Raising a child with autism brings surprises and challenges. One possible difficulty is managing meltdowns. While every child has rough moments, for a child on the spectrum meltdowns are different. They often happen when the child is overstimulated and cannot communicate why they are upset. A valuable way to cope when meltdowns occur is to learn ways to calm a child with autism. Through detailed preparation, you and your child will feel more equipped to handle big emotions the next time they experience distress.
Meltdowns may occur out of the blue or perhaps they come after a specific trigger. This can be very stressful for not only the child but parents and other family members as well. However, certain displays of behavior can cue parents to when their child might be on the verge of a meltdown. Some of these behaviors may include:
- Increased stimming- agitated hand flapping, body rocking, pacing, hands over ears
- Loud vocalizing
- Eloping – running away from a situation
- Self-injurious behavior (SIB)- banging head, picking at skin, hitting or biting self
Perhaps it is a certain location, a noise, or denied access to something that set off your child. Keeping a log of triggers can help prepare you for future incidents and allows you to be proactive in recognizing and coping with meltdowns. And in the meantime, try some of the following six ways to calm a child with autism when they are in distress.
Addressing Sensory Needs
Children with autism often have many more sensory needs than an average neurotypical person. Deep pressure stimulation such as gentle head or shoulder squeezes can help kids feel secure and move their nervous system into the parasympathetic nervous system, also called “rest and digest.” When we are in the parasympathetic nervous system, our bodies feel safe and secure which in turn calms our minds.
Additionally, learn what objects or toys are soothing to your child and have them on hand. Keep a bag of sensory objects with your child that they can utilize when they are feeling overwhelmed. Fidget spinners, blankets, squishy toys, or chew toys can bring comfort to an overstimulated nervous system.
A sensory friendly “calm down corner” can also help quell meltdowns. At home, designate a safe area for your child that includes soft lighting, calming music or white noise, and comfortable items such as bean bags or pillows. If your child attends school, coordinate with teachers to create a calm down corner in the classroom. If you’re in public during an episode, remove your child from the triggering environment as soon as you can and take them to a neutral location.
The Power of Music
Music can be very therapeutic to individuals with autism. Music increases brain connectivity which in turn helps regulate emotions. Additionally, singing a favorite song of your child’s may help them relax, as familiarity can be grounding. Try softly singing or playing soothing quiet tunes on headphones to help your child self-regulate.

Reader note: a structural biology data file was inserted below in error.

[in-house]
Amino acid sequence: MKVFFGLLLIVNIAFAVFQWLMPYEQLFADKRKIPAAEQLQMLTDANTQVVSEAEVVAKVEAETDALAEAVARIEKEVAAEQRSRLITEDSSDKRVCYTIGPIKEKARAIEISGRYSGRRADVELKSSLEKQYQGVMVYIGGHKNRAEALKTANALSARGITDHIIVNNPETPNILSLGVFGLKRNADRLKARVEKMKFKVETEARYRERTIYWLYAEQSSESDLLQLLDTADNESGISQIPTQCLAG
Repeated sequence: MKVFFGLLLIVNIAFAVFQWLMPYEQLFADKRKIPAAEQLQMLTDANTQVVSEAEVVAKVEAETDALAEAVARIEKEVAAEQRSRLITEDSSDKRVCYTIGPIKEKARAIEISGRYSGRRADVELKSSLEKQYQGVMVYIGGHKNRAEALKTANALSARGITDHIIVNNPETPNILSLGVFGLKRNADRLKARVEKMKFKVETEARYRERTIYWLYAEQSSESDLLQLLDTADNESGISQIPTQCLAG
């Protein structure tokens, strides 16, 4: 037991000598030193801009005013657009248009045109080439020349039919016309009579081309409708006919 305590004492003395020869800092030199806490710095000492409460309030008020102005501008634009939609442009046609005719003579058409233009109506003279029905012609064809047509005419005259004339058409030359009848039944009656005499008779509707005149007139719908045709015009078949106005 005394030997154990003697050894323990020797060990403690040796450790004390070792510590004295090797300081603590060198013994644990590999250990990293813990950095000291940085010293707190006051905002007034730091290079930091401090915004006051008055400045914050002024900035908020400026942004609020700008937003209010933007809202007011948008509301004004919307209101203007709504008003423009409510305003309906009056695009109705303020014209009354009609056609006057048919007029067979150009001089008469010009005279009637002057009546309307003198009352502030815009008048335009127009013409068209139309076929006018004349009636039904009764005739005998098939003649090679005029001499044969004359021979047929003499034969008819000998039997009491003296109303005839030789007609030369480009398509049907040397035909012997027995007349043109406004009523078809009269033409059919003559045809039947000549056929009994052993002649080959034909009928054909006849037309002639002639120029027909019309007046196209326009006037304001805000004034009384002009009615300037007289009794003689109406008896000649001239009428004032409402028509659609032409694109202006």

Breathing is very powerful in calming the mind and body and can assist in regulating emotions for a child with autism. Sit face-to-face with your child and have them breathe deeply with you. Counting inhales and exhales as they breathe is a helpful technique. The exhale places the body back into the parasympathetic nervous system so make sure your child is releasing all the air. Breathing together will also help you feel more calm during a meltdown.
Moving and fresh air help all of us feel better and is another great strategy to calm a child with autism. Walk with your child around the block, visit a nearby park, or put on a kids yoga video to help them center.
Stick to Schedules
Sometimes unpredictability triggers a meltdown. Pre-planned agendas can provide comfort to children with autism so they know what’s coming next, reducing anxiety. You can even create visual schedules for your child to reference throughout the day, which can help them stay on task. There will obviously be times when the schedule needs to change last minute, but try to give your child as much notice as possible.
Avoid Reinforcing Behavior
It’s natural to become worked up and overwhelmed watching your child experience such high levels of distress. But it’s important to avoid displaying strong emotions in front of your child in the heat of the moment in order to avoid reinforcing their behaviors. Remain as calm as you can and focus on deescalating your child through whichever method they respond best to. But be sure to make space to process your own emotions after the episode so you can regulate as well.
We hope these six ways to calm a child with autism will help you and your child the next time a meltdown arises. Know that you are not alone and that it is ok to feel overwhelmed. Our parent training resources include strategies in addressing specific meltdown situations. For more info, visit our ABA Parent Training page.